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Albania's electoral shortcomings could delay EU bid

Posted: Fri Jul 03, 2009 10:10 am
by Arta
The Balkan nation's vote Sunday struggled to meet international standards – potentially embarrassing the US, which backed Albania's successful bid for NATO membership.
By Besar Likmeta | Contributor


Tirana, Albania - At the George W. Bush cafe, next to the table where the former US President sat to discuss a US-funded microloan program with a baker, a barber, a tailor, and a shepherd when he visited Albania in June 2007, Ertion Muca had a hard time convincing his friend why he voted for the Albanian opposition.

As elsewhere in this tiny Balkan nation of 3.6 million, the crowd was spilt between the ruling Democratic Party of incumbent Prime Minister Sali Berisha and the Socialist Party led by his arch rival, Tirana's mayor, Edi Rama.

Three days after voting ended in Sunday's parliamentary elections – seen as a crucial test of the country's democratic credentials as Albania, a new member to NATO, applies for membership to the European Union – near-complete results showed the Democrats were ahead by just more than one percentage point.

Democrats claimed victory Wednesday, but it was unclear whether Mr. Berisha had secured enough seats in Parliament needed to govern alone. Senior Socialist party official Ditmir Bushati accused the Democrats of hatching a "black plan to grab our victory," adding that "these elections, unfortunately, have fulfilled no standard. The result has been significantly deformed."

International election observers agreed that the vote did not meet international standards. But in a joint statement issued on Monday, the foreign monitors concluded that Albania's election process demonstrated "marked improvements" over past elections marred by fraud and violence. The overall progress, including the lack of violence Sunday, will have to be weighed against these most recent electoral shortcomings as Europe considers Albania's bid to join the EU.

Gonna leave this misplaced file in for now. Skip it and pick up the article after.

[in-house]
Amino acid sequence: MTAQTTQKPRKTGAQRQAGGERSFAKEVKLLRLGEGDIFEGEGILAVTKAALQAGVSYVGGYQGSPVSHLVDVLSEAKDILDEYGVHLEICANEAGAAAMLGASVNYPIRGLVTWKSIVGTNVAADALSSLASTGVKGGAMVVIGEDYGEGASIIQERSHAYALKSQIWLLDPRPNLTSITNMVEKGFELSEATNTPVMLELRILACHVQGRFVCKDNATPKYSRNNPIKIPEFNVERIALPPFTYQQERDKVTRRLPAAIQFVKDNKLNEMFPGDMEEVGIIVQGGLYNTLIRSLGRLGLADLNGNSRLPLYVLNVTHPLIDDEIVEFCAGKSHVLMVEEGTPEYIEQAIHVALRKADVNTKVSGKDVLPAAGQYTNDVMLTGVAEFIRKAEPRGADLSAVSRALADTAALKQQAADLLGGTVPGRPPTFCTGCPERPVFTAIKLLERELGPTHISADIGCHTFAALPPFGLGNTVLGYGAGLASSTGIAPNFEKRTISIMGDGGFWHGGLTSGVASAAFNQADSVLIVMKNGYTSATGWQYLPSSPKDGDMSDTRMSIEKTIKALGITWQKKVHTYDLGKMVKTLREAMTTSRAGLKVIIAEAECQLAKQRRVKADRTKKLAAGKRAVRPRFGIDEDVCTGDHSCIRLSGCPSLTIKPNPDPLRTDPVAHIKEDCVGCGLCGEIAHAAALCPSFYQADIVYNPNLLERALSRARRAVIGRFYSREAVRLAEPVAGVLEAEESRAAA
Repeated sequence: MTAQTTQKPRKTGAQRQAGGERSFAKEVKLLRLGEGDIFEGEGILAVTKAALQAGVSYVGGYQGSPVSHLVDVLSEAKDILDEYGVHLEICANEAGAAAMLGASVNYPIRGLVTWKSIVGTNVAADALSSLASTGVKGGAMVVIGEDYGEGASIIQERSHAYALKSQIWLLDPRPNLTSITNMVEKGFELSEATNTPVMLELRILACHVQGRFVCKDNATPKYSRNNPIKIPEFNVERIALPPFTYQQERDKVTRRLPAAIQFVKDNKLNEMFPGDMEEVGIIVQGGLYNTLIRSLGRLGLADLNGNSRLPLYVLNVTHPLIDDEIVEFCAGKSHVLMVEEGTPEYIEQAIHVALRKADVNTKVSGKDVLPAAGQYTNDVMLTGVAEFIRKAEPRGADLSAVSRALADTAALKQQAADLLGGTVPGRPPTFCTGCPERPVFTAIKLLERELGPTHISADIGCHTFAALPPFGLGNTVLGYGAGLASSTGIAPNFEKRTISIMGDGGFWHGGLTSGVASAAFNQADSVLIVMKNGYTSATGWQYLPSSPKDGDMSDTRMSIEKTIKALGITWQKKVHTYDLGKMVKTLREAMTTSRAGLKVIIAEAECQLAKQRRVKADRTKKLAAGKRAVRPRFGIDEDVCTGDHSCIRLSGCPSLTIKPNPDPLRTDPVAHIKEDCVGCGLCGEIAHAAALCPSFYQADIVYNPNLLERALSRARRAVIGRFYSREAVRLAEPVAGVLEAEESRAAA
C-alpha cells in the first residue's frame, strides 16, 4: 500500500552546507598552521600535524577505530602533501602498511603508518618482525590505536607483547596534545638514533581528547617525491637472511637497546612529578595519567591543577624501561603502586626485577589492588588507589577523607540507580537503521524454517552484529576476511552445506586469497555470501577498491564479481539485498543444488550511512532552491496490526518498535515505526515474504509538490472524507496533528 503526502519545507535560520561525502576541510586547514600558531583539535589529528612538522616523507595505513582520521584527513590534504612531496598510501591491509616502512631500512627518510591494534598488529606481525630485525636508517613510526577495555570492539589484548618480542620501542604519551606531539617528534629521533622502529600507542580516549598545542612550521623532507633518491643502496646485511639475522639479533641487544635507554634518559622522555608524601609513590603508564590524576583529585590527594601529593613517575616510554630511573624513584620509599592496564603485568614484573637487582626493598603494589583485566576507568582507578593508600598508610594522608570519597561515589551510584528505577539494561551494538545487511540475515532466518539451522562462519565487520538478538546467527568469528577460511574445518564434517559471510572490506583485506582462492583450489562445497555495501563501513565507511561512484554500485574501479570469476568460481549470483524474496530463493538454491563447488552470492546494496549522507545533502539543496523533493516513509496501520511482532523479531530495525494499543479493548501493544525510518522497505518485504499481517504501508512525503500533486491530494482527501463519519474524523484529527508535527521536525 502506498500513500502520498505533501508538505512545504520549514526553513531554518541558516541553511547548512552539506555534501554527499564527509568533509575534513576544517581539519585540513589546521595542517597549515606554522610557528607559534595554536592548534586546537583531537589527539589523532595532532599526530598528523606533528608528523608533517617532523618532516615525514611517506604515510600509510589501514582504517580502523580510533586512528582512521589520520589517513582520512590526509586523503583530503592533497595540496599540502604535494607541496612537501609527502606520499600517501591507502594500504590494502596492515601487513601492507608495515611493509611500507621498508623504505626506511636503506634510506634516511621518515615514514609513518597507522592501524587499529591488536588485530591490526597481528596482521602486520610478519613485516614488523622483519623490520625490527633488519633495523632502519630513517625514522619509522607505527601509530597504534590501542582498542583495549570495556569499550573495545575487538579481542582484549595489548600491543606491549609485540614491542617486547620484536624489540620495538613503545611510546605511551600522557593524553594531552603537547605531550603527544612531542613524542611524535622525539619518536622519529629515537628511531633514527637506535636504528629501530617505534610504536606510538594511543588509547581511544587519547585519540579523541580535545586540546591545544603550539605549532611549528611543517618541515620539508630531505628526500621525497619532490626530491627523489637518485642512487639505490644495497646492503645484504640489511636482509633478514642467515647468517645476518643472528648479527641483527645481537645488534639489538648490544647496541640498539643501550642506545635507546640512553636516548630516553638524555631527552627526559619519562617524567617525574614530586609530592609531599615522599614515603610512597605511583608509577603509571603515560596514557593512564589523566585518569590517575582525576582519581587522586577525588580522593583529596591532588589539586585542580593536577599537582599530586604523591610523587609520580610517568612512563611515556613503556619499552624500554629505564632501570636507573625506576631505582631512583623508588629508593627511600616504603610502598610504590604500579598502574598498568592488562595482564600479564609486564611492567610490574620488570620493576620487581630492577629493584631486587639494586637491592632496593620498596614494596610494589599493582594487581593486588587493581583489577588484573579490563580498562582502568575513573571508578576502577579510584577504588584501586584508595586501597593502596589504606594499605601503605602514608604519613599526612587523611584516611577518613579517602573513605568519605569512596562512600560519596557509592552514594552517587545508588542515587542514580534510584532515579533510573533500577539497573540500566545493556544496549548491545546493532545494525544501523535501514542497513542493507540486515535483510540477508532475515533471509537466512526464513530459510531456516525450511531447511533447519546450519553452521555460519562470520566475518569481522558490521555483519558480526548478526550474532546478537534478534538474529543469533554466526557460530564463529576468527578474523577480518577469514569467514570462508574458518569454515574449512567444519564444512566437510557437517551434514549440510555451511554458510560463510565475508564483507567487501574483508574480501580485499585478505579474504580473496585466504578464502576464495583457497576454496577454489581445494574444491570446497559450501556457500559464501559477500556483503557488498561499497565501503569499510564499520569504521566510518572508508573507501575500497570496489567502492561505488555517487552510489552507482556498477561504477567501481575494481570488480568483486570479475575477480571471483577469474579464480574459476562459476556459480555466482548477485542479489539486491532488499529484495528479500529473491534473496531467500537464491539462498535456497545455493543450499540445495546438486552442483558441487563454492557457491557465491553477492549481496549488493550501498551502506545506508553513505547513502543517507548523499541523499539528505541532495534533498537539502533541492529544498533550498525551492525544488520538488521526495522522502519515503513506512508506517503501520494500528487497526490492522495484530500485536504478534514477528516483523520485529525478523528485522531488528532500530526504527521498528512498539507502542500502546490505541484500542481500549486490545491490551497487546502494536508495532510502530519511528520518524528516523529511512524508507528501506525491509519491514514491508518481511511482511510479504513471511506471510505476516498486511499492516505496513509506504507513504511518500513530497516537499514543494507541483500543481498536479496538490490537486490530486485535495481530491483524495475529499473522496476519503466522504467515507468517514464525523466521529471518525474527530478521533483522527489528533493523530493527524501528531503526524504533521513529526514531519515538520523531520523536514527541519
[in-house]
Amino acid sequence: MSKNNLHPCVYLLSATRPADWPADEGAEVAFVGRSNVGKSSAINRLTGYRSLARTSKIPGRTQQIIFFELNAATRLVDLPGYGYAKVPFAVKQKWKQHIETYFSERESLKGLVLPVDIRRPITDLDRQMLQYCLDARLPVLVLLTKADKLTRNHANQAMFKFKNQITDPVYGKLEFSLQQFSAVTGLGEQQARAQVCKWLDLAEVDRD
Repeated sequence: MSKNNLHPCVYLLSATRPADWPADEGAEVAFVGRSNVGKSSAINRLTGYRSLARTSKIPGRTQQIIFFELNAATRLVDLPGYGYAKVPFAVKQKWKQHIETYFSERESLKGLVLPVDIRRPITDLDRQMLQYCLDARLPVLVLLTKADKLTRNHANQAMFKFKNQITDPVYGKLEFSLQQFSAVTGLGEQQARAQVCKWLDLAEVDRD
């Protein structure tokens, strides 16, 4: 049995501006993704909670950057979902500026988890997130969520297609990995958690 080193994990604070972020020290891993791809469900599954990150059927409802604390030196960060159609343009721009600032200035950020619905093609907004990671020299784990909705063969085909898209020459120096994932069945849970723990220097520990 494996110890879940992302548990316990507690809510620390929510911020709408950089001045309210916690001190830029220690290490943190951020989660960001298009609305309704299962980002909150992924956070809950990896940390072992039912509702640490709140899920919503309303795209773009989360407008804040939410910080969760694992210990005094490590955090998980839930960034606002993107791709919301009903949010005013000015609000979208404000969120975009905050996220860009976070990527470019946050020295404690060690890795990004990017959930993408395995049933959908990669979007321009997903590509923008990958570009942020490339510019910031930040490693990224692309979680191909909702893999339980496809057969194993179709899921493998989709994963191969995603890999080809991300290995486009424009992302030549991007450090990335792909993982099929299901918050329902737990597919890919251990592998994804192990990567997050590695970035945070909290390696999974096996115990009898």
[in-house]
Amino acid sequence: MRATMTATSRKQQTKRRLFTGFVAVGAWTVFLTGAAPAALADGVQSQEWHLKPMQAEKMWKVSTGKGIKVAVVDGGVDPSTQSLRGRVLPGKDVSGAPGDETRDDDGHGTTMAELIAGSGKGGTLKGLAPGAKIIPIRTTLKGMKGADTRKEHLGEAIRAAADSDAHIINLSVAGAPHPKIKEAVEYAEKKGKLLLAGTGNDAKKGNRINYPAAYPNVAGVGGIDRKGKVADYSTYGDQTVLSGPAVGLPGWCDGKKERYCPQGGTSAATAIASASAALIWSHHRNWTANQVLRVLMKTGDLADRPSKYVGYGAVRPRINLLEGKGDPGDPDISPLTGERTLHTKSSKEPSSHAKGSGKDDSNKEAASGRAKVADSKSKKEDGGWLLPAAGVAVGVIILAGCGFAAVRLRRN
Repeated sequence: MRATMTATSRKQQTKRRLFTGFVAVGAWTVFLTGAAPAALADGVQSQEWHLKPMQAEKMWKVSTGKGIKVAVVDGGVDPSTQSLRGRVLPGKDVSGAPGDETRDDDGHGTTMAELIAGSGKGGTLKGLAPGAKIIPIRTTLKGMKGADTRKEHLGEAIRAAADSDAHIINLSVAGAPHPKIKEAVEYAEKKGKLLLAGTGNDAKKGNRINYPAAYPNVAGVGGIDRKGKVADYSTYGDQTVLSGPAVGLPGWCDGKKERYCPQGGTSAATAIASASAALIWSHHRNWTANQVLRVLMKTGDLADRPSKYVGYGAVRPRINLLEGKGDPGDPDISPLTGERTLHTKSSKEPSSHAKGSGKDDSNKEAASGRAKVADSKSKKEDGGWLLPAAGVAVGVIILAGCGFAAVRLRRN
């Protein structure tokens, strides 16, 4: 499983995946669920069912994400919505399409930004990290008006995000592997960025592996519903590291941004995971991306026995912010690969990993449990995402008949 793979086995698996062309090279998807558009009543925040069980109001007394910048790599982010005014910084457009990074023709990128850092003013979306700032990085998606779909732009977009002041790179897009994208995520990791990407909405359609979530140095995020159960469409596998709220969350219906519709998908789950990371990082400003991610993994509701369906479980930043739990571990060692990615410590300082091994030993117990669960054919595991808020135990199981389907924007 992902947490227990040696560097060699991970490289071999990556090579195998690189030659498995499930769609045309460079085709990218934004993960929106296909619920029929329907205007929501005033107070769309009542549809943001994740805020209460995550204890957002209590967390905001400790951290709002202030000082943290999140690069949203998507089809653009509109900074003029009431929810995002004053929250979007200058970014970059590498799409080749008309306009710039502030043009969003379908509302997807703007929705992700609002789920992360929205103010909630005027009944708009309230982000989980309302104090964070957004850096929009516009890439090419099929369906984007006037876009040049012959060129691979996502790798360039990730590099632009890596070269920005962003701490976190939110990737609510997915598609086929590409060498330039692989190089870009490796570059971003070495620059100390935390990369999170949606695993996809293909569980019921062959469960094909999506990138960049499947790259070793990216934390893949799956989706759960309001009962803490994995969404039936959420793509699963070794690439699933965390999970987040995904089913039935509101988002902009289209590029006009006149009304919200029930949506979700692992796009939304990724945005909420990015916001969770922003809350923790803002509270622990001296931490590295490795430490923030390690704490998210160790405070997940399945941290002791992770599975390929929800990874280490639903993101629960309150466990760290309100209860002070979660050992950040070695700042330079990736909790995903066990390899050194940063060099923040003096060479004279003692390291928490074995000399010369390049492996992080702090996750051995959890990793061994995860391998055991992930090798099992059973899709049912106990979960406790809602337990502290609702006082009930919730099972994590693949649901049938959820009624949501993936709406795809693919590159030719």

"The country has matured, it has made progress, and many of the fears we had only some months ago have not materialized," says Wolfgang Grossruck, vice-president of the Organization for Security and Cooperation in Europe's (OSCE) parliamentary assembly. "I'm certainly happy about the progress we saw, but there are also a considerable number of issues that need to be tackled, in particular the polarized political climate."

'No losers today'

The Democrat-led government, which was in charge of organizing the electoral process, sounded a far more positive note.

"There are no losers today," Mr. Berisha commented when the polls closed. "The poll has been a victory for the Albanian people on their route to the European Union."

However, not every one is convinced.

"By failing to make greater progress, Albania has missed a golden opportunity to put the question of its [EU] candidate status beyond doubt," says Gabriel Partos, an Eastern Europe analyst with the Economist Intelligence Unit. "If Europe's economic problems exacerbate [EU] enlargement fatigue, Albania's electoral shortcomings could yet be a set-back to Albania's EU hopes over the next year or two."

US credibility on the line?

The US invested a lot diplomatic credit for Albania's accession to NATO in April, and if fraud is once again presented in the electoral process, Washington could be deeply embarrassed. More details about alleged voting irregularities are expected to emerge in coming days.